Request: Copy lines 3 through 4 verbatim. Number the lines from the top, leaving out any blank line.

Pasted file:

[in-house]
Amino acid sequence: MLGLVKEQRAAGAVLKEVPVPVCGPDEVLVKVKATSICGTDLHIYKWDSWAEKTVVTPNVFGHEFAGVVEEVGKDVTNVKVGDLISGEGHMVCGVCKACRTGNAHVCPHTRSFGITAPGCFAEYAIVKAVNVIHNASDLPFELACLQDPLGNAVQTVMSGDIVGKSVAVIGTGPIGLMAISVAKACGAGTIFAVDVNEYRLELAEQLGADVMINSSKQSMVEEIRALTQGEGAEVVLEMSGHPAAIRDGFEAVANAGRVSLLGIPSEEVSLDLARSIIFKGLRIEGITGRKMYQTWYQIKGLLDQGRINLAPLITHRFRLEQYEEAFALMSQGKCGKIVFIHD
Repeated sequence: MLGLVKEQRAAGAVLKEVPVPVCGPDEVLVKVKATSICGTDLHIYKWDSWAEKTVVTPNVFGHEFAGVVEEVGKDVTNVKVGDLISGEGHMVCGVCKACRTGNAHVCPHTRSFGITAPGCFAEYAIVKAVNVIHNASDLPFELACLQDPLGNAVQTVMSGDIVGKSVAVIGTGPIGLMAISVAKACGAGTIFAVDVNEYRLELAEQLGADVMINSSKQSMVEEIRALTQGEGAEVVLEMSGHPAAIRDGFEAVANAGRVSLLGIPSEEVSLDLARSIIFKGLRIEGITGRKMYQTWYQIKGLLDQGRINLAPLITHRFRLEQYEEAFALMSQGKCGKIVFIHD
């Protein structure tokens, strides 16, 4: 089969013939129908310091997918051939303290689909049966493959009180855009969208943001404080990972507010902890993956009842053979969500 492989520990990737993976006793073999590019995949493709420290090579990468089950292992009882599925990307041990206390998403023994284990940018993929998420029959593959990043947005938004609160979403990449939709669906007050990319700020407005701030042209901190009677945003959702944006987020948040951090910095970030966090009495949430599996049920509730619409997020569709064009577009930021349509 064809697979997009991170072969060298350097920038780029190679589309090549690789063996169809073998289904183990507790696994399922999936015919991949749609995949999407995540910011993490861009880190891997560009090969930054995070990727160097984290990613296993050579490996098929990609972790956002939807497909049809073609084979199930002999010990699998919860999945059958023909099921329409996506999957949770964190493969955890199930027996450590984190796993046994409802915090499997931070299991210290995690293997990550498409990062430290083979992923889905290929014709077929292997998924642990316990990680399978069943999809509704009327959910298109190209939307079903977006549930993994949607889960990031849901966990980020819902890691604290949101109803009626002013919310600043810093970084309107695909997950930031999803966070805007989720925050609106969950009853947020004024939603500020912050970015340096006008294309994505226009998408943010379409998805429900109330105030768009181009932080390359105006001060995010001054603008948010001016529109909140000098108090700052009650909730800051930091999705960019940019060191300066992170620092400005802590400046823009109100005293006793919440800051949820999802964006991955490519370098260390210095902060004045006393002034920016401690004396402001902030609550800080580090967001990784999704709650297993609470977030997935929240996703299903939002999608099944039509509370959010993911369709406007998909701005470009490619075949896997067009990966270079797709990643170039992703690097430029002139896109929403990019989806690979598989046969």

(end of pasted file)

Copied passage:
Repeated sequence: MLGLVKEQRAAGAVLKEVPVPVCGPDEVLVKVKATSICGTDLHIYKWDSWAEKTVVTPNVFGHEFAGVVEEVGKDVTNVKVGDLISGEGHMVCGVCKACRTGNAHVCPHTRSFGITAPGCFAEYAIVKAVNVIHNASDLPFELACLQDPLGNAVQTVMSGDIVGKSVAVIGTGPIGLMAISVAKACGAGTIFAVDVNEYRLELAEQLGADVMINSSKQSMVEEIRALTQGEGAEVVLEMSGHPAAIRDGFEAVANAGRVSLLGIPSEEVSLDLARSIIFKGLRIEGITGRKMYQTWYQIKGLLDQGRINLAPLITHRFRLEQYEEAFALMSQGKCGKIVFIHD
């Protein structure tokens, strides 16, 4: 089969013939129908310091997918051939303290689909049966493959009180855009969208943001404080990972507010902890993956009842053979969500 492989520990990737993976006793073999590019995949493709420290090579990468089950292992009882599925990307041990206390998403023994284990940018993929998420029959593959990043947005938004609160979403990449939709669906007050990319700020407005701030042209901190009677945003959702944006987020948040951090910095970030966090009495949430599996049920509730619409997020569709064009577009930021349509 064809697979997009991170072969060298350097920038780029190679589309090549690789063996169809073998289904183990507790696994399922999936015919991949749609995949999407995540910011993490861009880190891997560009090969930054995070990727160097984290990613296993050579490996098929990609972790956002939807497909049809073609084979199930002999010990699998919860999945059958023909099921329409996506999957949770964190493969955890199930027996450590984190796993046994409802915090499997931070299991210290995690293997990550498409990062430290083979992923889905290929014709077929292997998924642990316990990680399978069943999809509704009327959910298109190209939307079903977006549930993994949607889960990031849901966990980020819902890691604290949101109803009626002013919310600043810093970084309107695909997950930031999803966070805007989720925050609106969950009853947020004024939603500020912050970015340096006008294309994505226009998408943010379409998805429900109330105030768009181009932080390359105006001060995010001054603008948010001016529109909140000098108090700052009650909730800051930091999705960019940019060191300066992170620092400005802590400046823009109100005293006793919440800051949820999802964006991955490519370098260390210095902060004045006393002034920016401690004396402001902030609550800080580090967001990784999704709650297993609470977030997935929240996703299903939002999608099944039509509370959010993911369709406007998909701005470009490619075949896997067009990966270079797709990643170039992703690097430029002139896109929403990019989806690979598989046969």